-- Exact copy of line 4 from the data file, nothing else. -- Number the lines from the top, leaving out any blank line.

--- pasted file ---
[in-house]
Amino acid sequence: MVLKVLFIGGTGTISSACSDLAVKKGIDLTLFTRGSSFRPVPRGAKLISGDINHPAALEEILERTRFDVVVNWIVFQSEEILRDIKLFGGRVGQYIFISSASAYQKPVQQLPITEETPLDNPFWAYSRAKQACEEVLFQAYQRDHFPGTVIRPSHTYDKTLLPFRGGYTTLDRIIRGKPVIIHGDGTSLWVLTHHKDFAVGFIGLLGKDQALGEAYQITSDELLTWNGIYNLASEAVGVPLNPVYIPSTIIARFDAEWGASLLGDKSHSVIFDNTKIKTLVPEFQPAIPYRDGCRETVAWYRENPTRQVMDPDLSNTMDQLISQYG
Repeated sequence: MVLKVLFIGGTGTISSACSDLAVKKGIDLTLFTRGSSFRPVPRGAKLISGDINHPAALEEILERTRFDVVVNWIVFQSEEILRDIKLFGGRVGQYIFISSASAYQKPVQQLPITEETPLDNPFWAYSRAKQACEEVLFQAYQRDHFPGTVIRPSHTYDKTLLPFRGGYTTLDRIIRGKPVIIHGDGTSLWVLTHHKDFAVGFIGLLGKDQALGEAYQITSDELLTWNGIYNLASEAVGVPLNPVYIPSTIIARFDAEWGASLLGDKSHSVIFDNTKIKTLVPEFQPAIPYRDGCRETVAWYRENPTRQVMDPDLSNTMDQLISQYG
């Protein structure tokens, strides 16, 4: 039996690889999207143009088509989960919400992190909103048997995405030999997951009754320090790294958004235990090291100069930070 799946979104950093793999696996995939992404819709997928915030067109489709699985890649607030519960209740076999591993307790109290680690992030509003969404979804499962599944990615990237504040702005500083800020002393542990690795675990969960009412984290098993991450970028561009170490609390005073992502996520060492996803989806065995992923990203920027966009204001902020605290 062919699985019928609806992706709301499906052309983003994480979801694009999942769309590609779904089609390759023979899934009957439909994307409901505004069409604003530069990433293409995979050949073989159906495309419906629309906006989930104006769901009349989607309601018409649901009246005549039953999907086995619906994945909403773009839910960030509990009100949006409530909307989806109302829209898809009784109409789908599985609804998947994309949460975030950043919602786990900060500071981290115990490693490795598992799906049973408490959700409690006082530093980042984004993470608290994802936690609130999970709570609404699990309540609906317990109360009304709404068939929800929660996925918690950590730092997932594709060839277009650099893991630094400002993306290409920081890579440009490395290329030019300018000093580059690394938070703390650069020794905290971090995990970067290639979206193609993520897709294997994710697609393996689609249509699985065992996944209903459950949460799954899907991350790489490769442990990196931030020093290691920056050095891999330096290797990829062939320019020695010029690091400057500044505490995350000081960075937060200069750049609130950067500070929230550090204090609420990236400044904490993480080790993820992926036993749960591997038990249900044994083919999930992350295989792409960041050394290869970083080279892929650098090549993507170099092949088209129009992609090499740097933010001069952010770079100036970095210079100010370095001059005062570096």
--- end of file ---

């Protein structure tokens, strides 16, 4: 039996690889999207143009088509989960919400992190909103048997995405030999997951009754320090790294958004235990090291100069930070 799946979104950093793999696996995939992404819709997928915030067109489709699985890649607030519960209740076999591993307790109290680690992030509003969404979804499962599944990615990237504040702005500083800020002393542990690795675990969960009412984290098993991450970028561009170490609390005073992502996520060492996803989806065995992923990203920027966009204001902020605290 062919699985019928609806992706709301499906052309983003994480979801694009999942769309590609779904089609390759023979899934009957439909994307409901505004069409604003530069990433293409995979050949073989159906495309419906629309906006989930104006769901009349989607309601018409649901009246005549039953999907086995619906994945909403773009839910960030509990009100949006409530909307989806109302829209898809009784109409789908599985609804998947994309949460975030950043919602786990900060500071981290115990490693490795598992799906049973408490959700409690006082530093980042984004993470608290994802936690609130999970709570609404699990309540609906317990109360009304709404068939929800929660996925918690950590730092997932594709060839277009650099893991630094400002993306290409920081890579440009490395290329030019300018000093580059690394938070703390650069020794905290971090995990970067290639979206193609993520897709294997994710697609393996689609249509699985065992996944209903459950949460799954899907991350790489490769442990990196931030020093290691920056050095891999330096290797990829062939320019020695010029690091400057500044505490995350000081960075937060200069750049609130950067500070929230550090204090609420990236400044904490993480080790993820992926036993749960591997038990249900044994083919999930992350295989792409960041050394290869970083080279892929650098090549993507170099092949088209129009992609090499740097933010001069952010770079100036970095210079100010370095001059005062570096």